- The conference “Spain, no rule of law?” took place at the European Parliament two days after the controversial booing of the Spanish anthem at Camp Nou stadium
- Judge Santiago Vidal complained about the lack of independence of the judiciary Spanish
Catalan organisations Sobirania i Justícia and Drets brought together a large audience at the conference "Spain, no rule of law?" at the European Parliament.
Speakers and organisations complained about the partisan use of the Spanish judicial system, the lack of freedom of speech and the precariousness of the rule of law in Spain regarding the pro-independence process in Catalonia.
Catalan judge Santiago Vidal explained first-hand to the audience the situation that has led him to be suspended as a judge of the Court of Barcelona as a sign of a partisan judicial system.
Mr. Vidal was removed from office by the Spanish Judiciary system because of his personal involvement in the draft paper for a Catalan constitution for an independent state. Vidal pointed out that "currently in Spain there is no essential separation of powers" and political purposes directly influence judicial decisions.
The controversy over the booing of the Spanish anthem at the King’s Cup final at Camp Nou stadium recenty, which provoked an emphatic reaction from the Spanish government, was raised many times during the conference.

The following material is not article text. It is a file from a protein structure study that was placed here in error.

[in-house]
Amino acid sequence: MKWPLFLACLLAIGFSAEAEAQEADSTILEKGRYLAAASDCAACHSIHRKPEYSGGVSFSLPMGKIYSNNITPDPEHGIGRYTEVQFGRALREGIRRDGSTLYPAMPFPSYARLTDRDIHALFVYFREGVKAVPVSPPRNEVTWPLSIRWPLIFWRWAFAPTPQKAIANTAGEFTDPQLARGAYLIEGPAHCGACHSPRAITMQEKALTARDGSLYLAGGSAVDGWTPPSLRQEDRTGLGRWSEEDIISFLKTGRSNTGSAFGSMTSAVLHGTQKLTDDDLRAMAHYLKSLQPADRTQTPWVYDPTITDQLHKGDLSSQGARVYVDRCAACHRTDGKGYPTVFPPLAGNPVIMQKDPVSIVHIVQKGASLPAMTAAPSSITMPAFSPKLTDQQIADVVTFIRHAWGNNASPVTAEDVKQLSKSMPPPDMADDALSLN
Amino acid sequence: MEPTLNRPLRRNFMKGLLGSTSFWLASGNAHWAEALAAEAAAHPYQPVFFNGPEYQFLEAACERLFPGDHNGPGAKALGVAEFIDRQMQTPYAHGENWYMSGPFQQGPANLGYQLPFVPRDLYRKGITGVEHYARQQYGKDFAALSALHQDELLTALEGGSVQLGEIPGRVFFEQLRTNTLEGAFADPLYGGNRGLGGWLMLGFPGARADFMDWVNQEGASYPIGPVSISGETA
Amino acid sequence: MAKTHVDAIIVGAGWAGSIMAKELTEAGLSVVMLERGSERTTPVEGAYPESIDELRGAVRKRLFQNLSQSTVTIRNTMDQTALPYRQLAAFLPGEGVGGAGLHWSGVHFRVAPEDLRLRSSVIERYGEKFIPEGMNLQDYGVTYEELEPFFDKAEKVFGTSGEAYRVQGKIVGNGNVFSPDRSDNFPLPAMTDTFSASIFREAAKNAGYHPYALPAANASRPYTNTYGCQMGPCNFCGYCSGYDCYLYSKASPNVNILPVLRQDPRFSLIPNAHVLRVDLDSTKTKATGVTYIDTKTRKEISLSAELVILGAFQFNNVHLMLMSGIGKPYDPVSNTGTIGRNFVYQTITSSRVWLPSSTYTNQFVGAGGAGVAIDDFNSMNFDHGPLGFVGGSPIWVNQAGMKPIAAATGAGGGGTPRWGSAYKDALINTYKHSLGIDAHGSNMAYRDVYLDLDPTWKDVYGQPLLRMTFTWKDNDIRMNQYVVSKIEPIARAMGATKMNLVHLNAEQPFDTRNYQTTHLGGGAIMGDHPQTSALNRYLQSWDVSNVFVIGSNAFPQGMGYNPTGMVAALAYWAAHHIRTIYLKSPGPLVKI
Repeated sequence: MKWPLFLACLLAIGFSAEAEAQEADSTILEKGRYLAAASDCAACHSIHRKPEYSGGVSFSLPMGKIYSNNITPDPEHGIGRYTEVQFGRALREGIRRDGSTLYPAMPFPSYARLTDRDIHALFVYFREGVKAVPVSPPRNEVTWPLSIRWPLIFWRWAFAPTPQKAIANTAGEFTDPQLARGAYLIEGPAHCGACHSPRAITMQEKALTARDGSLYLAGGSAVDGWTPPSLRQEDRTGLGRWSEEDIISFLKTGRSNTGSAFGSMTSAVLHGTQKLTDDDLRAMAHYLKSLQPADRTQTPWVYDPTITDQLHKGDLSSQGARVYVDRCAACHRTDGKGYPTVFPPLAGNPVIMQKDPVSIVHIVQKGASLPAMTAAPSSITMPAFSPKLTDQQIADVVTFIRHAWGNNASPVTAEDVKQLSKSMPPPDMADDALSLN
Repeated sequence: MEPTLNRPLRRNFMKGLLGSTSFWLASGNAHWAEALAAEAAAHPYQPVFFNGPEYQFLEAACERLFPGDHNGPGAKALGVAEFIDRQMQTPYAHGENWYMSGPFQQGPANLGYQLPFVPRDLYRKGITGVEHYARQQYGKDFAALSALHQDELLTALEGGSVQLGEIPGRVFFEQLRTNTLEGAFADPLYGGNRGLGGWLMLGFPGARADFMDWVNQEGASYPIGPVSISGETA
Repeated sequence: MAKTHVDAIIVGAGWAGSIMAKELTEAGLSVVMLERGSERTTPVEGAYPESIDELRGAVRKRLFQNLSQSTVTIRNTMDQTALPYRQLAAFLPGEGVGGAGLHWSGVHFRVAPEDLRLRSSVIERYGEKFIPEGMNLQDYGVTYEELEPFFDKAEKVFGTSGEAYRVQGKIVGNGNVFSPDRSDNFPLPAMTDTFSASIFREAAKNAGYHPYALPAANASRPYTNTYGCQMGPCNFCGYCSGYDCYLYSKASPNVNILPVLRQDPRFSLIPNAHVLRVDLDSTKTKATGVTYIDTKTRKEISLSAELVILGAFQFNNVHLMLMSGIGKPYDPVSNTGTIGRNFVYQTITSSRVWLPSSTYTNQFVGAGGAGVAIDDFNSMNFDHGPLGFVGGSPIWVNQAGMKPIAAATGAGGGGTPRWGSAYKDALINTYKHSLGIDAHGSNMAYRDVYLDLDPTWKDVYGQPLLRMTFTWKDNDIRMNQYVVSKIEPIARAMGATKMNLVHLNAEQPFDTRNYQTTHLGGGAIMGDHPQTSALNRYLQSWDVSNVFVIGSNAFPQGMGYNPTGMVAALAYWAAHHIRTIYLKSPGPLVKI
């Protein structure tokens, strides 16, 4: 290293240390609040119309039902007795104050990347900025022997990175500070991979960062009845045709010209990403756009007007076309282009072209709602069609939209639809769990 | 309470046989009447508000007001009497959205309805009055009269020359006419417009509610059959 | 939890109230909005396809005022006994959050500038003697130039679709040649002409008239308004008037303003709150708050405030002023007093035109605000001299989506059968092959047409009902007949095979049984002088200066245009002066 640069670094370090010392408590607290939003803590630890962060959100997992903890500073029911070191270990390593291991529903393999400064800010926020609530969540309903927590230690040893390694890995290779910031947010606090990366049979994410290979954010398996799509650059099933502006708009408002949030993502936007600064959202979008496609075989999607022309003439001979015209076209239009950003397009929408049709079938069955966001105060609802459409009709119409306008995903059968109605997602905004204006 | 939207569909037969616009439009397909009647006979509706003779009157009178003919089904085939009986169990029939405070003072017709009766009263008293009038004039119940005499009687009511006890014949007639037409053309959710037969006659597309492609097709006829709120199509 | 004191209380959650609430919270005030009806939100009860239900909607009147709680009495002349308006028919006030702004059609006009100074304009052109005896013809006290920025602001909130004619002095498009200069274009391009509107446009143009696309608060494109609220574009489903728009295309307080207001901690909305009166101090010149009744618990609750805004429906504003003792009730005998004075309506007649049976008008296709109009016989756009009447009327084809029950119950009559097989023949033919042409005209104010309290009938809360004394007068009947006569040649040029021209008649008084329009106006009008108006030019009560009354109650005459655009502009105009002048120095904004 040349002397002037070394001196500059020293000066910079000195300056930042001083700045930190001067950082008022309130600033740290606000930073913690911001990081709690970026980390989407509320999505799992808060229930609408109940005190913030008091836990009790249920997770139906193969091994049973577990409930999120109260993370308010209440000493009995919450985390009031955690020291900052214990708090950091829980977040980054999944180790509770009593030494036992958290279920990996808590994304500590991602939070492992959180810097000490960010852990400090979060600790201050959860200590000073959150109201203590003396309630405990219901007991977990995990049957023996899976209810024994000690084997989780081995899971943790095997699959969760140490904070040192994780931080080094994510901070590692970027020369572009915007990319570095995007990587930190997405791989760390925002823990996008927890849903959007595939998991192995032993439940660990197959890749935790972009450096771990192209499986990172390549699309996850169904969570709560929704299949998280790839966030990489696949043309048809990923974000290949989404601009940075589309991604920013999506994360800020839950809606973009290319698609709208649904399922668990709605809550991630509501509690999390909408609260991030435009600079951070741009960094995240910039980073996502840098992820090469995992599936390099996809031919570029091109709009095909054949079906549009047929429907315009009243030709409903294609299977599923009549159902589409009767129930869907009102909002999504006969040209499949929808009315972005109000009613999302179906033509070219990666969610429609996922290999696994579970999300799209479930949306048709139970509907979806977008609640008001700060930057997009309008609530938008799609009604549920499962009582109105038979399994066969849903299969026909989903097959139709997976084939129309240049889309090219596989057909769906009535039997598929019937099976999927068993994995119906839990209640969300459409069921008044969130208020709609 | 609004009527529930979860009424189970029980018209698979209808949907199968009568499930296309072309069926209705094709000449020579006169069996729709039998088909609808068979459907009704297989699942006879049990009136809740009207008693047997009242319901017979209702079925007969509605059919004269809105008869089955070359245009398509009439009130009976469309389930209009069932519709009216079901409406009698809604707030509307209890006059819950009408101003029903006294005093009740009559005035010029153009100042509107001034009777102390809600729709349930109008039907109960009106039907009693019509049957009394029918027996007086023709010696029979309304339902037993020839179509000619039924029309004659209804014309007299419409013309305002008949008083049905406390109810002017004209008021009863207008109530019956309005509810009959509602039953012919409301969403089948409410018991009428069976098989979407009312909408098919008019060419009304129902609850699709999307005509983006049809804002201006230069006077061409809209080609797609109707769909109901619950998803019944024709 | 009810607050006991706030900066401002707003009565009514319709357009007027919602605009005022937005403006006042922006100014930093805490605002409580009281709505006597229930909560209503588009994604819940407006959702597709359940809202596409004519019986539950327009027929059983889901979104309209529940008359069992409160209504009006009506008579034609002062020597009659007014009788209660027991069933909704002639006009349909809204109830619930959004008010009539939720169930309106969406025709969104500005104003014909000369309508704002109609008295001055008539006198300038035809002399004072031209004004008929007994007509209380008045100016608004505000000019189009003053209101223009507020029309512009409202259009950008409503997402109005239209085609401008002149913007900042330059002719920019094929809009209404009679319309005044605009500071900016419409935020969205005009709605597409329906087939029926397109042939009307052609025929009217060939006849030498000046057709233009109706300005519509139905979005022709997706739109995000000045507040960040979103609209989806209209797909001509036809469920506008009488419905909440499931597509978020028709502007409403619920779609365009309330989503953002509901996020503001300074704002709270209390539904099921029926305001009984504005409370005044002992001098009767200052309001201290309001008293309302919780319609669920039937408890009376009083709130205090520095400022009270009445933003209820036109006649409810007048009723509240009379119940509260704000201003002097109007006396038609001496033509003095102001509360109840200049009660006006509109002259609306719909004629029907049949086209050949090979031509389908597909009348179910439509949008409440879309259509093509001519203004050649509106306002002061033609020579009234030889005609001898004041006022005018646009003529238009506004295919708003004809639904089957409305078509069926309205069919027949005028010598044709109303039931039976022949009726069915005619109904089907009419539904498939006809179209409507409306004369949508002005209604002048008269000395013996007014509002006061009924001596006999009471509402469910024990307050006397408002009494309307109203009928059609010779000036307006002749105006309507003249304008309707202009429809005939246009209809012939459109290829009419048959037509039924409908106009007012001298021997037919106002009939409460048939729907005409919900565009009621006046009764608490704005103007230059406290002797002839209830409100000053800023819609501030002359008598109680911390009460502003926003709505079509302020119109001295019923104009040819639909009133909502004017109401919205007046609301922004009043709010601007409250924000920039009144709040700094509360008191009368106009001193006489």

Participants agreed that the Spanish government's complaint about the whistling, which could result in sanctions, shows their blindness when facing a legitimate protest, their partial view of the law and the restrictions on the right of freedom of expression by citizens.
Former MEP Joan Vallvé spoke on behalf of Sobiranía i Justícia (Sovereignty and Justice), about the Catalan pro-independence process and its next steps. Vallvé said that for 30 years the "Spanish government has prevented any improvement in regional competences with the complicity of judicial power".
Meanwhile Marc Marsal, professor of Law at the University of Barcelona, on behalf of the lawyer’s organization Drets (Rights), gave examples of recent cases of public threats towards pro-independence public statements and the lack of reaction from Spanish institutions.
The conference had the support of Catalan MEPs: Ramon Tremosa (ALDE), Josep-Maria Terricabras (Greens/EFA), Ernest Maragall (Greens/EFA) and Francesc Gambús (PP), and was attended by MEPs from different parliamentary groups.
The former vice president of the European Commission and MEP Viviane Reding received the Catalan delegation just prior to the event. During their visit, judge Santiago Vidal and representatives of Rights and Sovereignty and Justice met with the Permanent Representative of the Government of Catalonia to the EU, Amadeu Altafaj.